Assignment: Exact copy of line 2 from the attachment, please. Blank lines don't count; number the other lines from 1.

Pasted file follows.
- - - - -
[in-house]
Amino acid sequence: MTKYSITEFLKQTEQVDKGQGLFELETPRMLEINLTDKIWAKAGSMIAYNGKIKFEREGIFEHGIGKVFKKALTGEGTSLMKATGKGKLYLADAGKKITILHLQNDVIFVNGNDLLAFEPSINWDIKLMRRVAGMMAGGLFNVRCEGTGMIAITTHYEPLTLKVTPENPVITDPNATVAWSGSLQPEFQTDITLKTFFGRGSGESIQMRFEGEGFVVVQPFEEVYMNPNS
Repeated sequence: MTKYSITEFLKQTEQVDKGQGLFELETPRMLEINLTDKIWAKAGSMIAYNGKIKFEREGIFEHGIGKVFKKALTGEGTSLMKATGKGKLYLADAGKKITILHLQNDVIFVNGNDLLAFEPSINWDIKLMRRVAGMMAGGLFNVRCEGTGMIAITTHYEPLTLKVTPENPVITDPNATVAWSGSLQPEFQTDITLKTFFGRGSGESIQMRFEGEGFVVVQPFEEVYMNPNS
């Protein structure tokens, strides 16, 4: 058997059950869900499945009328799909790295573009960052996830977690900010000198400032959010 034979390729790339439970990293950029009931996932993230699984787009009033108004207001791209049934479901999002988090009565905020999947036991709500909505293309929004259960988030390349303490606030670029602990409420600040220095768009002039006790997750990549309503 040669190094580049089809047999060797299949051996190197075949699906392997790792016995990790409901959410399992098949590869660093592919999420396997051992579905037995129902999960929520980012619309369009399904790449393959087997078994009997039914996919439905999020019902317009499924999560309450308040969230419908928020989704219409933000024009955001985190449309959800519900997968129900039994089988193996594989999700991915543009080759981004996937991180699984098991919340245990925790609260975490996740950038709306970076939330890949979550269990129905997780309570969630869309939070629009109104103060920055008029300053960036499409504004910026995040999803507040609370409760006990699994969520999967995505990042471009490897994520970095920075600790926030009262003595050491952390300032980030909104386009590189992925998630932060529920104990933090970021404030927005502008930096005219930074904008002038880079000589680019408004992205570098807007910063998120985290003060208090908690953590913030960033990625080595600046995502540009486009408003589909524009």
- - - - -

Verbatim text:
Amino acid sequence: MTKYSITEFLKQTEQVDKGQGLFELETPRMLEINLTDKIWAKAGSMIAYNGKIKFEREGIFEHGIGKVFKKALTGEGTSLMKATGKGKLYLADAGKKITILHLQNDVIFVNGNDLLAFEPSINWDIKLMRRVAGMMAGGLFNVRCEGTGMIAITTHYEPLTLKVTPENPVITDPNATVAWSGSLQPEFQTDITLKTFFGRGSGESIQMRFEGEGFVVVQPFEEVYMNPNS